Mother of murdered son backs “gangs unit” in west London

By Owen Sheppard

A mother whose son and “best friend” was murdered by another teenager has backed the creation of a new “gangs unit” in West London.

Siraad Aden, 48, was heartbroken when the life of her “special boy”, Ayub Hassan, 17, was taken on March 7 last year.

Ayub Hassan – Met Police handout

The “talented” boy from White City, who went to Hammersmith College and dreamed of becoming a barrister, was stabbed to death by a 15-year-old outside a West Kensington Waitrose.

Ms Aden spoke after planting a commemorative tree for Ayub in Wormholt Park with his sister Ayaan, 12, and brother Guled, age nine.

A wooden bench was also unveiled at the gathering on March 12, which drew a crowd of Ayub’s old Phoenix Academy school friends, local police and Hammersmith and Fulham councillors.

“Ayub was a special boy. He was my son and my best friend,” said Ms Aden, originally from Somalia.

“He left something special in my heart because he was a young talented boy who tried to help his family.

“He looked after me and his two siblings. I’m a single mother and he helped me look after them. He was a role model. I didn’t worry when I had him.”

The brave mother praised Hammersmith and Fulham Council as it announced the new Gangs, Violence & Exploitation Unit – a collaboration between council officers and the Met Police which will be the biggest of its kind in London.

Using £4.5 million of the council’s own money, the unit of 82 officers, including 14 police investigators and 70 council personnel, will be tasked with keeping residents safe from crime and anti-social behaviour.

They will also patrol the borough’s streets, gather intelligence on local gangs, monitor the council’s “expansive” CCTV network and provide an “overnight enforcement presence” to respond in real-time to issues affecting residents.

Ms Aden said: “Every mother has a dream to see her son grow up happy. Now I want to support the council’s gangs unit.

“I am really happy about the way we have been treated by Hammersmith and Fulham since Ayub passed away.

“We must try now to stop the violence. I don’t want to see this kind of suffering happen to any other parents.

“Working together with Hammersmith and Fulham I want children to be safe.”

At Thursday’s event, council leader Stephen Cowan said: “We’re here for two things, to support Siraad, Ayub Hassan’s mother, but we’re also here to set a mark in this tree, that every single child matters to us and we will always remember each and every child throughout the future.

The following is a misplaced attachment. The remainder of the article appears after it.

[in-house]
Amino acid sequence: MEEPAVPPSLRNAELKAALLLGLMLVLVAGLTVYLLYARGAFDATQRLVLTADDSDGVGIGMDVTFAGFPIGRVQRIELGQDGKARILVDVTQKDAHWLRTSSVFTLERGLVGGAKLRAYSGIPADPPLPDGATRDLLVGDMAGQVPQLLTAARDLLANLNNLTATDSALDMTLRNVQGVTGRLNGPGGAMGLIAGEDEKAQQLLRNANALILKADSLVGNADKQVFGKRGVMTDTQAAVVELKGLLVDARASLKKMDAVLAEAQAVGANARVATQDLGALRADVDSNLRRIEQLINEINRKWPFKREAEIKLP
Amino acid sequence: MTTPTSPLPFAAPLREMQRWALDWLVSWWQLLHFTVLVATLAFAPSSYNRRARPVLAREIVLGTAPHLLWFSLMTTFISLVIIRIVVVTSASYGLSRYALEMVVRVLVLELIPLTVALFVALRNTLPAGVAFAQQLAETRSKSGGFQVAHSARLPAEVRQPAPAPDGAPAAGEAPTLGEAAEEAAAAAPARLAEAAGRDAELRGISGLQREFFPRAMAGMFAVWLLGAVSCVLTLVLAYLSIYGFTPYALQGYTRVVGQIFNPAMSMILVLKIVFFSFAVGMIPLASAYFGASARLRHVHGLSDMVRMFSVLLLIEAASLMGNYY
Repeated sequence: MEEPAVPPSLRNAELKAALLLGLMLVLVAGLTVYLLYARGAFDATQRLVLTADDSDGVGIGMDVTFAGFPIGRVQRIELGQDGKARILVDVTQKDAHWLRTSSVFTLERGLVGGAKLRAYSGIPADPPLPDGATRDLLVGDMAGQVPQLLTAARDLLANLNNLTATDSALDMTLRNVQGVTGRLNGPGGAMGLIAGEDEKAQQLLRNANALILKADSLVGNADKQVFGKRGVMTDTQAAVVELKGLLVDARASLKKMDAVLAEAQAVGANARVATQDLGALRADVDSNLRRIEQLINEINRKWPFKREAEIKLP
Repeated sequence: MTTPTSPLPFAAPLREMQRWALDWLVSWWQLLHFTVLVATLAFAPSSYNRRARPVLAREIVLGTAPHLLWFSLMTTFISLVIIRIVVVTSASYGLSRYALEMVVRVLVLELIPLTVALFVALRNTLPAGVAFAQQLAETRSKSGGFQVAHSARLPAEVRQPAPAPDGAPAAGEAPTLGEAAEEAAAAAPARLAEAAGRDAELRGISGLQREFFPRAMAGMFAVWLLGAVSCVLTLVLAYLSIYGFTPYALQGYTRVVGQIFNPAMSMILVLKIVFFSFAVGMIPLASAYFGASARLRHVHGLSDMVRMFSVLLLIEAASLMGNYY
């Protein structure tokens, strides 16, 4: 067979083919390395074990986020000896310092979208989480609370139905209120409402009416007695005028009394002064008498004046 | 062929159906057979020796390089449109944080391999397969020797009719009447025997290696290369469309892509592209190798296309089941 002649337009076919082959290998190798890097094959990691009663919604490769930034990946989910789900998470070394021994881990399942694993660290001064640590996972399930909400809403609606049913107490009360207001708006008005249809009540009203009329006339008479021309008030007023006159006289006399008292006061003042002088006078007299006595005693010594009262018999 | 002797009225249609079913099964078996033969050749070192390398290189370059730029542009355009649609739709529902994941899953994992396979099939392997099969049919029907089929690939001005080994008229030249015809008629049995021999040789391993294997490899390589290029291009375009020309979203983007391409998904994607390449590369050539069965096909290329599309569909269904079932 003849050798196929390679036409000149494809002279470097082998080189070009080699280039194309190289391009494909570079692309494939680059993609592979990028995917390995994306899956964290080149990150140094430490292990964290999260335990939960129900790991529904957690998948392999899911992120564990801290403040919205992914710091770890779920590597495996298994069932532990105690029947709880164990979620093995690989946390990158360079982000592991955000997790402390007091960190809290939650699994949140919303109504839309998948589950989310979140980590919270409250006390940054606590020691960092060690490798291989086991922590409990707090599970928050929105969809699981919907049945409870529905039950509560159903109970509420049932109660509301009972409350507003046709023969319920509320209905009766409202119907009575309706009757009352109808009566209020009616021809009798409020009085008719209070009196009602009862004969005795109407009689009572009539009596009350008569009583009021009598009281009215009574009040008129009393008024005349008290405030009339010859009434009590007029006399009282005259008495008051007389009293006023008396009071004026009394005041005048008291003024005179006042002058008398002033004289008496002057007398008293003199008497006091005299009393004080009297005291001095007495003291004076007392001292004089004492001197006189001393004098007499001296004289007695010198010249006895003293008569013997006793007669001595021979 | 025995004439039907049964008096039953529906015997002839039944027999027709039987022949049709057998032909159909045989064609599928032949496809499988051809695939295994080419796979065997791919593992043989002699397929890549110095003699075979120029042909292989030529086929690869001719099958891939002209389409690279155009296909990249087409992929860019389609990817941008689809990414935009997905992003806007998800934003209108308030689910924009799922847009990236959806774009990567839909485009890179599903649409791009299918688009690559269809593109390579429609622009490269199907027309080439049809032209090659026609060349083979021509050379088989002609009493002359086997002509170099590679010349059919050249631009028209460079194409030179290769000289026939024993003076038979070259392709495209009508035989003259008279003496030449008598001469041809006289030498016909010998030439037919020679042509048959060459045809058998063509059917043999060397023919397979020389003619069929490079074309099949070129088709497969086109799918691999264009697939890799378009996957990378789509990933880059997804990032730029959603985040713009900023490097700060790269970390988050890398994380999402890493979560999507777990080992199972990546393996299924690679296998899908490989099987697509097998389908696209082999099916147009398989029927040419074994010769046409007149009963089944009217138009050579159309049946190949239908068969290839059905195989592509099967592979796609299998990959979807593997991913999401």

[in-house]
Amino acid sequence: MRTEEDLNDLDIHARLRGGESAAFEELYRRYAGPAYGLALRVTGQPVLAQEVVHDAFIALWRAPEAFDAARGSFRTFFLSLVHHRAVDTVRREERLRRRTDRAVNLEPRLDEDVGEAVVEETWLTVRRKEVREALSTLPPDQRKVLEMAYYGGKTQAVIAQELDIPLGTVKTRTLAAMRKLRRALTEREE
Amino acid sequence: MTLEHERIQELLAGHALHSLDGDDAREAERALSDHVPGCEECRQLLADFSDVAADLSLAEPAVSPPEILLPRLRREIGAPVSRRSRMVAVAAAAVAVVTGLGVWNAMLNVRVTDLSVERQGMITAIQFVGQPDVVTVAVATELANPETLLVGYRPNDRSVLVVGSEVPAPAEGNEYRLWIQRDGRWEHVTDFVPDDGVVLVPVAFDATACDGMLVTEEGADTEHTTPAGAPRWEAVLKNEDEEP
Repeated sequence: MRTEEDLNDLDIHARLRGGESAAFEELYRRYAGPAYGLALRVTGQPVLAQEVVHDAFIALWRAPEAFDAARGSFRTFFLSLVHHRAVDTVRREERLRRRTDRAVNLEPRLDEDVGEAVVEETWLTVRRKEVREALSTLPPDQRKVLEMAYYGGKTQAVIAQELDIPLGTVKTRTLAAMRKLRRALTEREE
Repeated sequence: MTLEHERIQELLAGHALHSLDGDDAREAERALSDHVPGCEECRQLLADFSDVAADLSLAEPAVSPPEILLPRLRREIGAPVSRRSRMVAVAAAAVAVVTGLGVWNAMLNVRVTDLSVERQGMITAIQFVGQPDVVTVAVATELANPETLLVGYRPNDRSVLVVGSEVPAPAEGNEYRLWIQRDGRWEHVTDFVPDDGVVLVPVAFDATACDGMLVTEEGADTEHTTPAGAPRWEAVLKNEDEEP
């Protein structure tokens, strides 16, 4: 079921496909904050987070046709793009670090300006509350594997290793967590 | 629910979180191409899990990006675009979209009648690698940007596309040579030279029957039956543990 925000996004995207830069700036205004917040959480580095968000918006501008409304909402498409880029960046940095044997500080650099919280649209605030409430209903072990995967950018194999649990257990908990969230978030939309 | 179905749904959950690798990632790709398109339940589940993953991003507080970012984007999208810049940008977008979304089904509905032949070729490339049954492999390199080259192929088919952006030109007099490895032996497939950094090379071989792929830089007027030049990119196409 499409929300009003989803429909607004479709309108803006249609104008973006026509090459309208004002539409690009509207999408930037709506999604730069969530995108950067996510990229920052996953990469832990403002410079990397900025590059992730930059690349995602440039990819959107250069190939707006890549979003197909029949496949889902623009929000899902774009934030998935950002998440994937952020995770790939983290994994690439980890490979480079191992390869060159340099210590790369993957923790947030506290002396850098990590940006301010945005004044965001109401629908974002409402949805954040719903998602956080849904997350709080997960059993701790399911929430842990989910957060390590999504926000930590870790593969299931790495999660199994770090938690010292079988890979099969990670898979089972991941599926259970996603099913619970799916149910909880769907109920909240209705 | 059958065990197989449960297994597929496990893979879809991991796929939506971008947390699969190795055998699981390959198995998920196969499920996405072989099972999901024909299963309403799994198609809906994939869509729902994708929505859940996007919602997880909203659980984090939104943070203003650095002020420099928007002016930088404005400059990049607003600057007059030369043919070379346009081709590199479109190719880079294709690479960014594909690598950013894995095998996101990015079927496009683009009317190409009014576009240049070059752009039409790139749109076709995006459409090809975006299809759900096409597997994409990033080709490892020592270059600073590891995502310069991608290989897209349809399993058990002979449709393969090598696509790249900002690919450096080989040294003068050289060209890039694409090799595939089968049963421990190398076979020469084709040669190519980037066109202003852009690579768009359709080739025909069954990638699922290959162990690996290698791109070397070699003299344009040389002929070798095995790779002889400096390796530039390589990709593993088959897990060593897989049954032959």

“The reason that’s so important is because we’re about to launch one of the biggest anti-crime measures ever taken by any council in the country.

“That underlines our view, that each and every one of the children here is the most sacred thing to their parents and to their friends and family and their community.”

The council said the £4.5 million will partly come from money paid by companies who have received planning permission for large-scale developments in the borough.

Last month, the council said its budget for 2020-21 would also include £5.5 million to open two new youth centres in Sands End and White City.

Ayub’s killer, now aged 16, cannot be named due to his age, but he was found guilty of murder on September 6 last year.

On September 27, the boy was jailed at the Old Bailey for at least 15 years.

Please support your local paper by making a donation



Please make cheques payable to “MSI Media Limited” and send by post to South London Press, Unit 112, 160 Bromley Road, Catford, London SE6 2NZ

Housing Secretary Robert Jenrick has encouraged everyone in the country who can afford to do so to buy a newspaper, and told the Downing Street press briefing recently: “A free country needs a free press, and the newspapers of our country are under significant financial pressure”.

So if you have enjoyed reading this story, and if you can afford to do so, we would be so grateful if you can buy our newspaper or make a donation, which will allow us to continue to bring stories like this one to you both in print and online.

Everyone at the South London Press thanks you for your continued support.

Leave a Reply

Your email address will not be published. Required fields are marked *